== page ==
To open up and choose to receive  the abundance that’s all around me instead of feeling I’m solely responsible for creating my abundance. 

Would you say you’ve found your passion/calling in life?

Absolutely. Both with A Life I Choose and with my son.

Tamara Fenech, Founder and Sustainable Business Strategist, Cosie Studio

Many business owners think they must sacrifice their environmental responsibility to meet their financial goals…but operating sustainably can actually create economic opportunities.

Coming from a long lineage of lawyers, Tamara found people just switched off at her mention of fashion design studies.  However, supportive parents and her own determination led her to graduate from Leeds College of Art – discovering a passion for sustainability and embarking on a career/life path that would include Bali, India and Germany. From an initial interest in fashion design, to becoming an accidental poster girl for sustainable fashion in Malta, to launching her own consultancy – unconnected to fashion…Tammy’s story is intriguing.

Tell us about your background and previous ventures.

After my initial UK sustainable fashion exposure, it was my post-university 2013 travels to Asia that instigated my real ‘immersion’ in the subject, opening my eyes to the business, design and supply chain aspects of the garment industry. So I moved to Berlin in 2016 to pursue a Masters in sustainable fashion – also attending conferences that taught me sustainability can be applied to  industries beyond fashion. That’s when I got interested in building business models to help  brands operate sustainably. 

While still living in Germany, I spearheaded the launch of NGO Fashion Revolution Malta. I was becoming aware of the ‘sustainability gap’ here and one of my visits happened to coincide with Fashion Revolution week – an annual global initiative resulting from the fashion industry’s shakeup after the catastrophic 2013 collapse of an Indian garment factory. As Malta had no Fashion Revolution coordinator, I assumed this role in 2018 organising a screening of True Cost (a documentary revealing harsh truths about the fashion industry) on the anniversary of the tragedy – and that’s how the NGO was born. Our small team of volunteers ran physical and online campaigns from 2018 but these are  currently on a hiatus as many of us are busy with other projects including myself with Cosie Studio.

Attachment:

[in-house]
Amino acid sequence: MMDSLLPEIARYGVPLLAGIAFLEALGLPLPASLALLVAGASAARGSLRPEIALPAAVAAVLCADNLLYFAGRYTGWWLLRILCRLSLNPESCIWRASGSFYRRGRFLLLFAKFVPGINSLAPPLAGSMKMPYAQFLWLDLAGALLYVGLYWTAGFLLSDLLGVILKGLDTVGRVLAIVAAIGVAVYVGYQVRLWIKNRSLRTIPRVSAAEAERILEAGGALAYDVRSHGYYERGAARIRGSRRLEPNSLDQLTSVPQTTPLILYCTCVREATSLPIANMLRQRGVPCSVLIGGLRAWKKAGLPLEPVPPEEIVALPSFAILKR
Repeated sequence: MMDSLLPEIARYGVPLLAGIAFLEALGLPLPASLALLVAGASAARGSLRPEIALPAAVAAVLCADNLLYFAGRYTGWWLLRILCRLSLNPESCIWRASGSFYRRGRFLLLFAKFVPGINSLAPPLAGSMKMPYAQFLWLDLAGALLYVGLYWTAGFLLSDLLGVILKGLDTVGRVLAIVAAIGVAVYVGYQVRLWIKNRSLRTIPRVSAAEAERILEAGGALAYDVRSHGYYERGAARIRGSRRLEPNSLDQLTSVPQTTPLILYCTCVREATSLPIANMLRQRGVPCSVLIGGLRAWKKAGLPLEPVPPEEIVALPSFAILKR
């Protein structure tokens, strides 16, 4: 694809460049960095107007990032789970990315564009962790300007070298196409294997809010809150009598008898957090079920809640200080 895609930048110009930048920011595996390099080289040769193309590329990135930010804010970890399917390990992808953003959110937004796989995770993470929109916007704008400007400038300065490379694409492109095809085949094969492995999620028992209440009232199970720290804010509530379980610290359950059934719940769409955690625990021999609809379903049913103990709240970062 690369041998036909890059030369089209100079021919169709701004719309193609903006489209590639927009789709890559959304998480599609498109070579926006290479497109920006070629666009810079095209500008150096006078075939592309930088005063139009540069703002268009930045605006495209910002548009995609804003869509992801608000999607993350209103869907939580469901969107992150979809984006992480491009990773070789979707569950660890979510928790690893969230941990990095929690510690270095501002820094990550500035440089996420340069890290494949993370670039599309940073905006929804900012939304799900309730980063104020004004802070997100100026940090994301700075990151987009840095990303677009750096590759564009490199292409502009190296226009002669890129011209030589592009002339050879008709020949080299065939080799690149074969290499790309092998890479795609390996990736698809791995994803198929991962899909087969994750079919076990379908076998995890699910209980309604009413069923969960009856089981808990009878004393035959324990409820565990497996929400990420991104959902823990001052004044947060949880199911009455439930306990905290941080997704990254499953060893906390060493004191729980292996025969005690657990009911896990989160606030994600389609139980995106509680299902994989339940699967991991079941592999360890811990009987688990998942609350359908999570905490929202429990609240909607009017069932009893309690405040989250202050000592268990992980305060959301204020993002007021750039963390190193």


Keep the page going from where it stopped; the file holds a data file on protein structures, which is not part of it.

Talking of which: tell us about your sustainability agency Cosie Studio.

Through Cosie (Co-creative Sustainable Ideas and Endeavours) Studio, I support entrepreneurs to build sustainable brands or help them with implementing sustainability into their existing brands, and mentoring them throughout the process.

What led you to launch Cosie?

Well, self employment was a product of circumstance rather than an active choice! Finding a permanent role in Berlin was impossible as employers prioritised German language, experience and seniority in the industry. However, the universe led me into freelancing as many Malta-based firms started approaching me due to my NGO work. I found myself advising and guiding businesses on integrating sustainability and was able to work remotely, splitting my time between Germany and Malta. Launching an ‘official’ business last summer required me finally moving back to Malta soon after.  

What do you particularly enjoy/find rewarding about your current role/venture?

Knowing that I’ve carved out a safe space for a brand where they feel supported in their sustainable efforts makes me feel I’ve done my job. It’s super satisfying seeing the end result where our solutions and plans are actioned.

And what do you find challenging?

Working alone is tough, especially on projects with complex needs where it would help to have a soundboard/colleague to brainstorm with and stop me from analysis paralysis! 

The potential for my passion to burn me out before I see significant results…I’m still learning how to use my passion as a superpower that mobilises instead of one that paralyses me.